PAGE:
Sunday, December 4, 2011

Poster Child

By Kitson

So the glossy two-sided poster from the Jan/Feb 2012 Young Rider is in my hands and, as I’m looking for the tape to put it up on the wall of my sons’ room, I need to decide: galloping Haflinger or saucy Icelandic foal close up? As documented before on, I love Haflingers, but this time I’m going to go with the Icelandic. There’s something irresistible about that wind-blasted forelock, those impulsive eyes and the sharp contrast between his brown and white markings. Which would you choose?

Photos by Lesley Ward
Both of these great poster pics were taken by Young Rider Executive Editor, Lesley Ward, who kindly agreed to let republish them. I asked her a few questions about her adventures in horse photography. Here’s what she had to say:

Anything fun happen while you were photographing the Icelandic horses?
Shooting foals can always be a bit dangerous. They are usually pretty inquisitive and will charge at me and my expensive photo gear. They follow me around a little too closely and always make me nervous. One time I was chased out of a field by an overly protective mule named Joe Cool.

How do you ask people to prepare the horses?
I just ask that the horses are clean and tidy. A lot of time, I’ll go out for a riding shoot and spot loose horses I want to take pictures of. Sometimes they’re not so clean so you just have to be creative and shoot from the clean side if there is one. Some of the Icelandics were pretty muddy.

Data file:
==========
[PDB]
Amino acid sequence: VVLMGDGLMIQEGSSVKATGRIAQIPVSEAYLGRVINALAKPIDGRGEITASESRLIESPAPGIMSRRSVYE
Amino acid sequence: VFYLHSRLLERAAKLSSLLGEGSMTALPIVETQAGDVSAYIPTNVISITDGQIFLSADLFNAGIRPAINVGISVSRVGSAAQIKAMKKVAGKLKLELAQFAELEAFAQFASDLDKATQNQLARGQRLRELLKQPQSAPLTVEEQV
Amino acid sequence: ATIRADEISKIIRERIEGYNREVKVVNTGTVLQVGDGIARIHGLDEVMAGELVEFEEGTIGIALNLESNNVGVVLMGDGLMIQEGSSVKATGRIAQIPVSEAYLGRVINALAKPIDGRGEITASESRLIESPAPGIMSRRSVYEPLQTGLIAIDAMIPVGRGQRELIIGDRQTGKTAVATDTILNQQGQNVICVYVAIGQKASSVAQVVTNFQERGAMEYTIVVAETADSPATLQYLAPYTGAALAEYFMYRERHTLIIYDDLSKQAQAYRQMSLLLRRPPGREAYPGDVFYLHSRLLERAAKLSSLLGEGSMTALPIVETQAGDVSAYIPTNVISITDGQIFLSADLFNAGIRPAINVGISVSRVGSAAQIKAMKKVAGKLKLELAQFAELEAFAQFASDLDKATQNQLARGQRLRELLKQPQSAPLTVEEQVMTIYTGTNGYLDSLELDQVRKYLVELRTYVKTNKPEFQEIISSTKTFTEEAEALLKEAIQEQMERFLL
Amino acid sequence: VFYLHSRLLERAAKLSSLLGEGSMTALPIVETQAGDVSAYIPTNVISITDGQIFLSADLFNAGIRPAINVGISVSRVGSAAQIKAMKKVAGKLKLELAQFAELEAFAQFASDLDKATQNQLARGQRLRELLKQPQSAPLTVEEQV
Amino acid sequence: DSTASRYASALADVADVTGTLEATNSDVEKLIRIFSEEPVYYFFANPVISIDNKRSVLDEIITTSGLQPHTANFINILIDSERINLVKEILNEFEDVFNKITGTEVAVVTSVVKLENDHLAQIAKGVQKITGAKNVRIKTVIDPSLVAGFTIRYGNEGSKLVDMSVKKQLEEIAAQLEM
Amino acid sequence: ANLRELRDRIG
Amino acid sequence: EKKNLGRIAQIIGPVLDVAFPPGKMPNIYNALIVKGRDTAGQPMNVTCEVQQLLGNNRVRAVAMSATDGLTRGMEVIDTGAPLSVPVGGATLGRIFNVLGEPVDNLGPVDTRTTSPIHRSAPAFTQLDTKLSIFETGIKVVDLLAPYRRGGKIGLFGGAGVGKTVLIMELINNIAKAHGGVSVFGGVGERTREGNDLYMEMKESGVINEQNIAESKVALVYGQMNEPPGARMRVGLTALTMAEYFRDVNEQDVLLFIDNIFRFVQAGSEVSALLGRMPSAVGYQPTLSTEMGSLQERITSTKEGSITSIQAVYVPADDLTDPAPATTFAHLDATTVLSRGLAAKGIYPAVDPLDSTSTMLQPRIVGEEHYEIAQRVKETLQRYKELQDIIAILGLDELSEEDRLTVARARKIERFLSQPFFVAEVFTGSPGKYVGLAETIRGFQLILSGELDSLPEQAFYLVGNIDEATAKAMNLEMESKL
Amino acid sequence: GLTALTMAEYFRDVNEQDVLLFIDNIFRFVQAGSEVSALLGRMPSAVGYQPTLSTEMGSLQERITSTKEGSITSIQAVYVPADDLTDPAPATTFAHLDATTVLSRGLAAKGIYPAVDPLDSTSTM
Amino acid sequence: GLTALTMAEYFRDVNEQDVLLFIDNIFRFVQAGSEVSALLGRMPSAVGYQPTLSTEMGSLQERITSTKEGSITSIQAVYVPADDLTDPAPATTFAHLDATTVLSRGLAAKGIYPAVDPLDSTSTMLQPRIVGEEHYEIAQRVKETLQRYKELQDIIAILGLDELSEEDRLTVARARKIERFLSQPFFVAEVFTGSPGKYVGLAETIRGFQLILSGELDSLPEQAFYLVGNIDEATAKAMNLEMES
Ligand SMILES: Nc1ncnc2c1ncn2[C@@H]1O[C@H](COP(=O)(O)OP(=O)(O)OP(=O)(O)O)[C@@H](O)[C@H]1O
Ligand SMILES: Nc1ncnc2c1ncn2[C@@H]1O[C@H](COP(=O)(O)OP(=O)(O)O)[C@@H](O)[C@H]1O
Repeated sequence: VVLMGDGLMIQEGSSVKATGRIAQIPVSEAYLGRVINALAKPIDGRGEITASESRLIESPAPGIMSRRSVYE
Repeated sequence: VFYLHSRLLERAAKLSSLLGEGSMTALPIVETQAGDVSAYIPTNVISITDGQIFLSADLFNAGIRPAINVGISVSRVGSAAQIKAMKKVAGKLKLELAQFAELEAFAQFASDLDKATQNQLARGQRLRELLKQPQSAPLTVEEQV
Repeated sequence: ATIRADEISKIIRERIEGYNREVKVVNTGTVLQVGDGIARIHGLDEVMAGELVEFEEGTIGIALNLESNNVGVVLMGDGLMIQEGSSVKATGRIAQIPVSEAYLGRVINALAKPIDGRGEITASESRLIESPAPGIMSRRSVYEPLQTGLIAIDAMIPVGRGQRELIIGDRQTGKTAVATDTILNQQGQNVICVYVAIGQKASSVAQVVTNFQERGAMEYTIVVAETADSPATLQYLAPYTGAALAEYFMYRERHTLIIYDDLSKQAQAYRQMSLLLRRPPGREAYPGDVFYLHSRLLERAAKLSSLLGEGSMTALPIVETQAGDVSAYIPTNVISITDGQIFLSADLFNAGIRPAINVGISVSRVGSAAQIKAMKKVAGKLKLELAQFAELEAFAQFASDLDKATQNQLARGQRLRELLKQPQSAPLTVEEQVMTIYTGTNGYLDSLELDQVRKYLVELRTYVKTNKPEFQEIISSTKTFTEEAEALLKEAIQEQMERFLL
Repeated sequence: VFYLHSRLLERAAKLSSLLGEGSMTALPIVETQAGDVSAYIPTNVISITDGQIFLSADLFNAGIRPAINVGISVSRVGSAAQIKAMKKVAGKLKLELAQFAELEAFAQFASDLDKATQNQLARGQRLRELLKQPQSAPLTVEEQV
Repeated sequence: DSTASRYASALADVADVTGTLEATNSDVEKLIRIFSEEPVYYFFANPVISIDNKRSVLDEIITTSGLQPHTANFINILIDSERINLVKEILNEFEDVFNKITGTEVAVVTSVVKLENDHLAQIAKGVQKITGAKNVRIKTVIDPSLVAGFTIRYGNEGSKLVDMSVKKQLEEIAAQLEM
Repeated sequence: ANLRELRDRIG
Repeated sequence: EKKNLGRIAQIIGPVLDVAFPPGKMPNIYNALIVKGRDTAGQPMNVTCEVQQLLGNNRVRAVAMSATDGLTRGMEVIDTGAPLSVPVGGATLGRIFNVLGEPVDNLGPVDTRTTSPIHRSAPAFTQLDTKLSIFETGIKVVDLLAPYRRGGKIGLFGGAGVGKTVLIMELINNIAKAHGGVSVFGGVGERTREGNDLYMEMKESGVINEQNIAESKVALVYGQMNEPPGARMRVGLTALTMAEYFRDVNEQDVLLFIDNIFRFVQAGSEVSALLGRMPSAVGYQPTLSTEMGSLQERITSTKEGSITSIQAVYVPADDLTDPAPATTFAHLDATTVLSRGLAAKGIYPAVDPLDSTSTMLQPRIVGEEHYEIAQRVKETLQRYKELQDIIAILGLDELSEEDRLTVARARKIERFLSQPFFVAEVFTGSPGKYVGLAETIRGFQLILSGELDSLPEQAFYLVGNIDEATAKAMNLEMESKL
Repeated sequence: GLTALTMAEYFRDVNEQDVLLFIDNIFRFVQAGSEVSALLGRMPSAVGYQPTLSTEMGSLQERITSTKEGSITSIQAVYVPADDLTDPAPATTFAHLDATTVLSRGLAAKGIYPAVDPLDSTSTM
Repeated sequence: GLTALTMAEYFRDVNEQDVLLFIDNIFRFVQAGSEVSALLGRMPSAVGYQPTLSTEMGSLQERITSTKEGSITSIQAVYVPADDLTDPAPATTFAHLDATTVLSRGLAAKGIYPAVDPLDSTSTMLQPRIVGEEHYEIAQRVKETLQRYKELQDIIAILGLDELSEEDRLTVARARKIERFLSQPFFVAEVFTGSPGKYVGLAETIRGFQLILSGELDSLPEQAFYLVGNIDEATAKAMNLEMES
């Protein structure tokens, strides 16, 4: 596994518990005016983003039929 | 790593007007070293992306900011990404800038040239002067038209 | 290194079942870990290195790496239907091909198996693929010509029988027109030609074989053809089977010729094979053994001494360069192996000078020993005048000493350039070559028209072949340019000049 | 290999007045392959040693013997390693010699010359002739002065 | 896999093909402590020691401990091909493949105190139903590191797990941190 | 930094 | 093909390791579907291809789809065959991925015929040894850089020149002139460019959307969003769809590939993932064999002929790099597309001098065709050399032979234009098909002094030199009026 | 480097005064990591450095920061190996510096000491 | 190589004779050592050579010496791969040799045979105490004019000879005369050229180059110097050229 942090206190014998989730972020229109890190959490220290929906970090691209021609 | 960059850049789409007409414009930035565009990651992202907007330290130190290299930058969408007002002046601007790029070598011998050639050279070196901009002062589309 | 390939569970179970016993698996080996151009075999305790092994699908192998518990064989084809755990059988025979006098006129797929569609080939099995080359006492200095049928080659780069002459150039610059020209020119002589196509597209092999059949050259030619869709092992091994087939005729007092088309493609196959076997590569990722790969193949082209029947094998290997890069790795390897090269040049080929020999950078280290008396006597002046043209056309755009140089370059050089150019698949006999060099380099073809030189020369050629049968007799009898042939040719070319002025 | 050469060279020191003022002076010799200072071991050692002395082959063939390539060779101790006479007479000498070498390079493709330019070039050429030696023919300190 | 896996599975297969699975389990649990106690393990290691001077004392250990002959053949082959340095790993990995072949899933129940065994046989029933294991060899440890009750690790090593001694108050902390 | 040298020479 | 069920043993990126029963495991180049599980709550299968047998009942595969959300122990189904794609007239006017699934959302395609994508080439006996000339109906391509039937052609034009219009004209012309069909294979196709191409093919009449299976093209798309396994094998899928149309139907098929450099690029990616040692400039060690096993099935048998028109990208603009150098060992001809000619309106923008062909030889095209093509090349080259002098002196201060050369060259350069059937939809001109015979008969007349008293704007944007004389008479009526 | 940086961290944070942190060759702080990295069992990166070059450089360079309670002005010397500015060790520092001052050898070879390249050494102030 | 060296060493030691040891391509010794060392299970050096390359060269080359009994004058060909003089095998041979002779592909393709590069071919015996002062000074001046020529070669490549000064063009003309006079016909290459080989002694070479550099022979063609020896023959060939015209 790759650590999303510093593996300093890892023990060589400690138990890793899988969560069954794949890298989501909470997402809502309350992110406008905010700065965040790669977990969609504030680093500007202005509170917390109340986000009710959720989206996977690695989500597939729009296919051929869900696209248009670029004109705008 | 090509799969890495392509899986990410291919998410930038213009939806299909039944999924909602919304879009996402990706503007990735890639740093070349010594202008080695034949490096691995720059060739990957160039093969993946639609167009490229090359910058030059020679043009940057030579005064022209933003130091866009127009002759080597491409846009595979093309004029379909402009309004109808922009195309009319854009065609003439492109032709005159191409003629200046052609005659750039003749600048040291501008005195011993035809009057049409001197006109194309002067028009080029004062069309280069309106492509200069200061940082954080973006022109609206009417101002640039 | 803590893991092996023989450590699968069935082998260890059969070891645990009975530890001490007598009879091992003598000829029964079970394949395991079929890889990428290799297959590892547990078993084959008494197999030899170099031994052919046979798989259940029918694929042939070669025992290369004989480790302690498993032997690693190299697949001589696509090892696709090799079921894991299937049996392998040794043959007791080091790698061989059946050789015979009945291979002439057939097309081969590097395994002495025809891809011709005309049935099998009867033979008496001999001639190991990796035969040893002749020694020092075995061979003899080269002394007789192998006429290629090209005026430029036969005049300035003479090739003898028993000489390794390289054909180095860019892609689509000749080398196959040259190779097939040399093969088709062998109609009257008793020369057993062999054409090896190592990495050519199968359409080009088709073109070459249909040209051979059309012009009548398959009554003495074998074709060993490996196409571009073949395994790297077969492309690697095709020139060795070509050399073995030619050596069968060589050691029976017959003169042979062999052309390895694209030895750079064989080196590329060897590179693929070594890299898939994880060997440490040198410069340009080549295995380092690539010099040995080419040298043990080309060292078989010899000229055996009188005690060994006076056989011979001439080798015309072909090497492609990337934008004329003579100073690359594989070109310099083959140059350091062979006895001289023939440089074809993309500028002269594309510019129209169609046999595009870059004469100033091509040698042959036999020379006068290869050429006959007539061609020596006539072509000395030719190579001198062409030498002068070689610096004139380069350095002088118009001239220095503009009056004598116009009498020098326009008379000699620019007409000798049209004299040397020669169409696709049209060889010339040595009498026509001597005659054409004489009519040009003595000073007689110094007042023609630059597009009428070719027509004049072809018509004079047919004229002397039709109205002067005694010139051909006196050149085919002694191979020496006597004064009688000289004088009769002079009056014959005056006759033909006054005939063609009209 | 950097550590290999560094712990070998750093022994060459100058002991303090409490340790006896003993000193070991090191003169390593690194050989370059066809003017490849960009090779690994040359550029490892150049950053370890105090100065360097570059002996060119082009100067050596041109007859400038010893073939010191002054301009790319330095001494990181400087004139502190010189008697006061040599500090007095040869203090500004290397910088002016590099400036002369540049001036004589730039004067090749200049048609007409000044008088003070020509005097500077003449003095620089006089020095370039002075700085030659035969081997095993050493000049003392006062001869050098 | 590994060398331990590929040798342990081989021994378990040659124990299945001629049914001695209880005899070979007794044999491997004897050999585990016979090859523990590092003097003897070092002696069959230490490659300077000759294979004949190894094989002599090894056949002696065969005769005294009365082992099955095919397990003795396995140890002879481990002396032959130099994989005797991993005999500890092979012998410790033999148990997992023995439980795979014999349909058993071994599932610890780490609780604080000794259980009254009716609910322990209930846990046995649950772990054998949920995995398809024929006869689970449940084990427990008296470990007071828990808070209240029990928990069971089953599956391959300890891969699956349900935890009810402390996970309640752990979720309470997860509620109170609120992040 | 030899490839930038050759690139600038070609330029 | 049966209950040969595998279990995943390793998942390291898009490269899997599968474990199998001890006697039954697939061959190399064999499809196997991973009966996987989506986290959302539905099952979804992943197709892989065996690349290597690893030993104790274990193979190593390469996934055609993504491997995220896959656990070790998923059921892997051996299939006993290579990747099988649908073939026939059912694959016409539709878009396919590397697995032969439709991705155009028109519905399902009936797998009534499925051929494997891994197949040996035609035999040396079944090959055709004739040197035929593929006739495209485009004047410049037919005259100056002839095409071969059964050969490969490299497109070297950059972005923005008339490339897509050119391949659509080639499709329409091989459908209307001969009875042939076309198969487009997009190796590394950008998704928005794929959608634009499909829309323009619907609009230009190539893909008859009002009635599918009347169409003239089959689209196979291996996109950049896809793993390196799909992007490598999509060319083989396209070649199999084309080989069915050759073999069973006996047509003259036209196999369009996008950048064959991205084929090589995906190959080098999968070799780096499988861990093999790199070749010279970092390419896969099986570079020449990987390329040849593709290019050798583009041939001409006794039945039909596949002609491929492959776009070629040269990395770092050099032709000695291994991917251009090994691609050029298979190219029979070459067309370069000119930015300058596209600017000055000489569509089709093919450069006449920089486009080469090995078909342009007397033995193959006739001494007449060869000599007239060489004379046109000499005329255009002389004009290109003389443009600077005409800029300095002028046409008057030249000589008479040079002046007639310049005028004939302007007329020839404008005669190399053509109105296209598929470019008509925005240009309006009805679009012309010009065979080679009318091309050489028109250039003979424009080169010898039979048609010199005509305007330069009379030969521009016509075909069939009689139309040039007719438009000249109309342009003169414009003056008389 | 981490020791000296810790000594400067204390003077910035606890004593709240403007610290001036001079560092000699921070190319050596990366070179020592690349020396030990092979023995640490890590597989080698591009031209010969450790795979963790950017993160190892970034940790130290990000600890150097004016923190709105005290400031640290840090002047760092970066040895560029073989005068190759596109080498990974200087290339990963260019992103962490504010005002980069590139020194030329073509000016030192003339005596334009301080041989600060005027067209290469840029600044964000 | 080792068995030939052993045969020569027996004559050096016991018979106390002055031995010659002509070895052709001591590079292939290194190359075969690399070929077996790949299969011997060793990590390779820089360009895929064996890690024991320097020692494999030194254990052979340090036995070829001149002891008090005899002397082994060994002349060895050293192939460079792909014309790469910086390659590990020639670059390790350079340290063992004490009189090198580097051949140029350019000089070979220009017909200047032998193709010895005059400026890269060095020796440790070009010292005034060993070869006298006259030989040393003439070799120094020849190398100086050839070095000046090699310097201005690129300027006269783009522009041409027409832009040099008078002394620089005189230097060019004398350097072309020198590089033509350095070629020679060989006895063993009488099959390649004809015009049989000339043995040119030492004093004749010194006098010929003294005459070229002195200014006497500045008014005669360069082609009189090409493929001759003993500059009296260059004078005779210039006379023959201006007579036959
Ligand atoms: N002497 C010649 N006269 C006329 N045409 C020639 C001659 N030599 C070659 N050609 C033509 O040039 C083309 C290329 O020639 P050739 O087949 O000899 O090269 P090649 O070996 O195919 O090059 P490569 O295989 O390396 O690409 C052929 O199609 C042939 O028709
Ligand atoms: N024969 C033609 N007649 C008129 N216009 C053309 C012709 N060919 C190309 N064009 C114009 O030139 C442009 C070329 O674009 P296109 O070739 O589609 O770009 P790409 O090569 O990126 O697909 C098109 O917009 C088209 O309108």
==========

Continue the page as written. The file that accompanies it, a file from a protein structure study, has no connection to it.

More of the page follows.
How do you get the horses to pose/run?
I have a small tape recorder a friend gave me on which she recorded feeding time at Keeneland. It has horses whinnying on it nonstop. Turn it on and everyone in the field becomes alert. They know it’s a horse, but not one they recognize. Always gets horses to run around. It’s perfect for portrait shots too. The ears always come forward. 

For the Haflinger in the poster, the owner turned the horse out by herself so she ran to the herd. I was waiting for her to approach and pass. It was set up. It only works for a while though. Eventually they catch on and come over to investigate. It’s how I get all the ears forward on the adoption picture area of the site. Check it out.

How did you get started in horse photography?
As a writer on several horse magazines in England, I worked closely with photographers setting up shoots. When I launched Young Rider in the United States, I figured it would be cheaper if I took the pictures for the magazine. I’m also a control freak and really wanted to do everything myself. I still do. So, I bought the best camera and lens I could afford at the time and jumped in. I truly believe that the more expensive the lens you use, the better your pictures will be! My photography skills got better as the years went on, simply because I was taking so many photos.

What is the best part of your job as executive editor of Horse Illustrated and Young Rider?
Getting to work with and around horses, of course! It’s great when you can mix your personal hobbies and passions with a job. I also love to be able to get out of the office and go on photo shoots and attend equine events. I would hate to be stuck at a desk every day. It’s also nice to work in an office full of people who ride and own horses too.

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